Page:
Thrips are not obvious to the naked eye, but they can be seen. These insects are tiny (1/16 inch or smaller) with very narrow bodies. They have wings and can fly, but just as often, they scurry from one location to another. Place a piece of paper under your violet and give it some gentle shakes. Look for thrips falling onto the paper below.
Evidence of thrips will be sightings of tiny insects moving about on the leaf surface, particularly when disturbed. You may also see pollen spilling from flowers onto the leaves as thrips nibble on the pollen sacks. If you notice pollen scattered about on the leaves, leaves with white or brown spots on them, and damaged flowers, you can be reasonably sure you’re dealing with thrips.
Thrips can be very difficult to control. They are extremely numerous, multiply quickly, and are highly mobile. If you have one plant with thrips, all plants in the vicinity are likely infected. Because thrips love African violet flowers, you can start treatment by removing all the flowers.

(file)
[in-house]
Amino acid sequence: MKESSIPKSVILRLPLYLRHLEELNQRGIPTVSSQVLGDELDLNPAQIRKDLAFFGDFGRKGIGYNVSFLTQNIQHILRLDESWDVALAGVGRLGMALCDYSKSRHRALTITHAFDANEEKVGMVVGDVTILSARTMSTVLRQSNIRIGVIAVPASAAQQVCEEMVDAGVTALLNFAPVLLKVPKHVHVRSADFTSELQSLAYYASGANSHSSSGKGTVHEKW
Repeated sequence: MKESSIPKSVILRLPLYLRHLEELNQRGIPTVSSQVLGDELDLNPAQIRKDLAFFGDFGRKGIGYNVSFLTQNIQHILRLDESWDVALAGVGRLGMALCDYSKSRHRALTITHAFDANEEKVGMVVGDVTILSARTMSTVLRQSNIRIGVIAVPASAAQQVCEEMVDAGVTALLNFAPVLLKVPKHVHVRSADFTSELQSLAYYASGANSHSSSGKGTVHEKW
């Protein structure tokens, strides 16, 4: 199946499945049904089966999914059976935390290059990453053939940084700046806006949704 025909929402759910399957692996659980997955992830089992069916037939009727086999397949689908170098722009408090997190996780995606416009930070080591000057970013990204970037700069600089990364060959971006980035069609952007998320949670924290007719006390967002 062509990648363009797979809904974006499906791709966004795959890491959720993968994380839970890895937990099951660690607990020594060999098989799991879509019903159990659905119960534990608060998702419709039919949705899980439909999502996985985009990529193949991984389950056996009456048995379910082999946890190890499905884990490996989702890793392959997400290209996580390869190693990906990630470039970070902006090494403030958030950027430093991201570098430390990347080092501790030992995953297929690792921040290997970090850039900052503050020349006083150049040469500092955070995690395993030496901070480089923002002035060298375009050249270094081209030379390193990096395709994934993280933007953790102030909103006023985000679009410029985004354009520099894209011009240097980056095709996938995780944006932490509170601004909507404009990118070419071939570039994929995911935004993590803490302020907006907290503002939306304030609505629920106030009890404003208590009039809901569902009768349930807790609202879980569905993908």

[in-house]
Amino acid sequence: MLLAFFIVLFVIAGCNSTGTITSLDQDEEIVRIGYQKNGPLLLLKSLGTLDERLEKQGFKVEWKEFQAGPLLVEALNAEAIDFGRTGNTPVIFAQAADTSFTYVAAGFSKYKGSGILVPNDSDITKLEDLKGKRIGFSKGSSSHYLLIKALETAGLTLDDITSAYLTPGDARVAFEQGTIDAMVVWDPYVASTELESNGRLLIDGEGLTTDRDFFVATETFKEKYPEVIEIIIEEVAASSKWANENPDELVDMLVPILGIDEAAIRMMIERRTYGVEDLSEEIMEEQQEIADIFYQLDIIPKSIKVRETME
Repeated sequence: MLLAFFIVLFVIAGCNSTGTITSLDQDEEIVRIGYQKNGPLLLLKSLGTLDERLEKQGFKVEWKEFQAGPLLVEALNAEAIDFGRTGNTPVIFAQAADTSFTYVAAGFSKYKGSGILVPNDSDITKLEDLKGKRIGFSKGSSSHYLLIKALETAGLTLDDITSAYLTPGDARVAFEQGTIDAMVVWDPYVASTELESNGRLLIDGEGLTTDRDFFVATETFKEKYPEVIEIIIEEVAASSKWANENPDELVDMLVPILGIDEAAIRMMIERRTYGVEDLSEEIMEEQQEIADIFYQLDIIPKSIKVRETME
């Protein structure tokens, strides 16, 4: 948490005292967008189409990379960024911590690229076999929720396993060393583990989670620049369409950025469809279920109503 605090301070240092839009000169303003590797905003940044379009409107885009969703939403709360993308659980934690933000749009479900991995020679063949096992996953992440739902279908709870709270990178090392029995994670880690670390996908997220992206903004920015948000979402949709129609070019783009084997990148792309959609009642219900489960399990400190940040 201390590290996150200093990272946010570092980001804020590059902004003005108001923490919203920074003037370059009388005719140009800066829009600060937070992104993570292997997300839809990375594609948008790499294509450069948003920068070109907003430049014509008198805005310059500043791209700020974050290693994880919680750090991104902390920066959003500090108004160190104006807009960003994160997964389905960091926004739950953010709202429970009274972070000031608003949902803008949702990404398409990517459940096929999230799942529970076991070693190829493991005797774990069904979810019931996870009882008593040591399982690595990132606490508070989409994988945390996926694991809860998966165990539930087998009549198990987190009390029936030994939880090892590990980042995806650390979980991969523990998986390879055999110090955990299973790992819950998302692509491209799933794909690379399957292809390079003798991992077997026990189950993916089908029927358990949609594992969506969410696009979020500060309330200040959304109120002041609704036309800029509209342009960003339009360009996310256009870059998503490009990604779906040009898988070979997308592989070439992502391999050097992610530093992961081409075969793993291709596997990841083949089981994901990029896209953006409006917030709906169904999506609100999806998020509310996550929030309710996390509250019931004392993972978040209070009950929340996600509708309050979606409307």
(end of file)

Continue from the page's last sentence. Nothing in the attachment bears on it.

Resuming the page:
You will probably need to spray your plants with either neem oil or a standard insecticide that targets thrips. Follow directions carefully and use your chosen product until you are sure that the thrips have been eradicated. Also, disinfect all pots and trays that have come in contact with the infected plants.
Nematodes can infect leaves, causing plant damage.
Foliar nematodes infect the leaves of African violets. These microscopic worms spread from infected plants and from soil infected with nematodes or their eggs. These tiny worms feed on the plant juices and will cause pale, wilting leaves and slow growth. If left untreated, infected plants will die.